Friday, September 10, 2010

Frost Flower's Science

Early Frost Flower on stem
Frost flowers are winter ephemerals, meaning that the “blossoms” usually are gone a short while after the sun hits them or the temperatures rise above freezing.  They “blossom” with the first night of hard freezing temperatures and tend to recur with subsequent freezing nights after warming days. 

There are a few native plants which can be counted on to grow frost flowers.  Freezing temperatures forces water out through splits in the stem’s epidermis, creating ribbons of ice so thin that you can see your finger print through them.  The stems remain intact as the ice may extend several feet up the stem at the first “flowering.” Subsequent ribbons tend to form around the base of the stem, frequently creating thicker spirals.

First bloom- 3 foot tall
This ribbons of ice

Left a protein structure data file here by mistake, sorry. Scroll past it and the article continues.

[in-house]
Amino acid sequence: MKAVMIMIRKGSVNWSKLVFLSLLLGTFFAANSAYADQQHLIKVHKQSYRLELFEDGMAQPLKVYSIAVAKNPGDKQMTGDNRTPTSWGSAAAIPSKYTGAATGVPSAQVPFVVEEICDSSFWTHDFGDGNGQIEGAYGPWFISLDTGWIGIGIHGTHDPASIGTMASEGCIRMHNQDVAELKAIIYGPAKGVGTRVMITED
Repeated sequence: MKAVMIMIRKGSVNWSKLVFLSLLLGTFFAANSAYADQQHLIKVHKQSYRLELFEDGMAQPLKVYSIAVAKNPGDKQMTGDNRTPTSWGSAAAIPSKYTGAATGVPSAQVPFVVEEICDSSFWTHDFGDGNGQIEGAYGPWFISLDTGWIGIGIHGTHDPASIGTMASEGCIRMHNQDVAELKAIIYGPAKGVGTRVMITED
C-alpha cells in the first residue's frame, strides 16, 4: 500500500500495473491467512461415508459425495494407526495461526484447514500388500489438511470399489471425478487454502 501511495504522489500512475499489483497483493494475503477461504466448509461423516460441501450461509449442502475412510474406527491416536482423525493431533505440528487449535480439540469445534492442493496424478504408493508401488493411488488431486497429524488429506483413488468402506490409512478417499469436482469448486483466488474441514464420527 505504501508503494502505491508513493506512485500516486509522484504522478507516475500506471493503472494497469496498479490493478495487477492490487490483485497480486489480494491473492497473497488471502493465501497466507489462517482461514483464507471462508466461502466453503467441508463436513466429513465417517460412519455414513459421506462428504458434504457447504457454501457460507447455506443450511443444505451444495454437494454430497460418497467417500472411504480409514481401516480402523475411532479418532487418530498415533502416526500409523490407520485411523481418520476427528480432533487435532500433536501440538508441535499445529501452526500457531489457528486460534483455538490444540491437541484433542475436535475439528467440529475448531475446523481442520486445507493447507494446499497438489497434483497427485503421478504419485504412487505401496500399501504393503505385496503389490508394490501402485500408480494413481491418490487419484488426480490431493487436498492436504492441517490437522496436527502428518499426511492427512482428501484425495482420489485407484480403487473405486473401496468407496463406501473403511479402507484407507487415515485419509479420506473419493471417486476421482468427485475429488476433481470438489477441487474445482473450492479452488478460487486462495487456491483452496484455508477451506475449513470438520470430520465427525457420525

The two common species of plants producing frost flowers in our area are White Crownbeard, Verbesina virginica, Yellow Ironweed, Verbesina alternifolia, both of which are also called Frostweed.  These are commonly found in southern Missouri seen in large numbers on roadsides, the edges of fields, thickets and woods.

Late blossom at stalk base
Ice Ribbons
Two other species are known to produce smaller frost flowers, Dittany, Cunila origanoides and Frostweed, Helianthemum canadense.  There are single incidental reports of other plants producing these icy ribbons. 

This is an area which is ripe for citizen science.  Since finding frost flowers requires getting out early on frosty mornings, many other species may be producing small frost flowers that go unnoticed.  I would challenge you to watch the weather next fall for the first frost and wander your garden and woods.  If you are a gardener, look carefully around to see if any of your plants have basal ice ribbons.  If you can find them on other plants, photograph them, identify the plant if possible and send them to me at

More detailed science is available these sites:
-, /~jrcarter/ice/diurnal/ 

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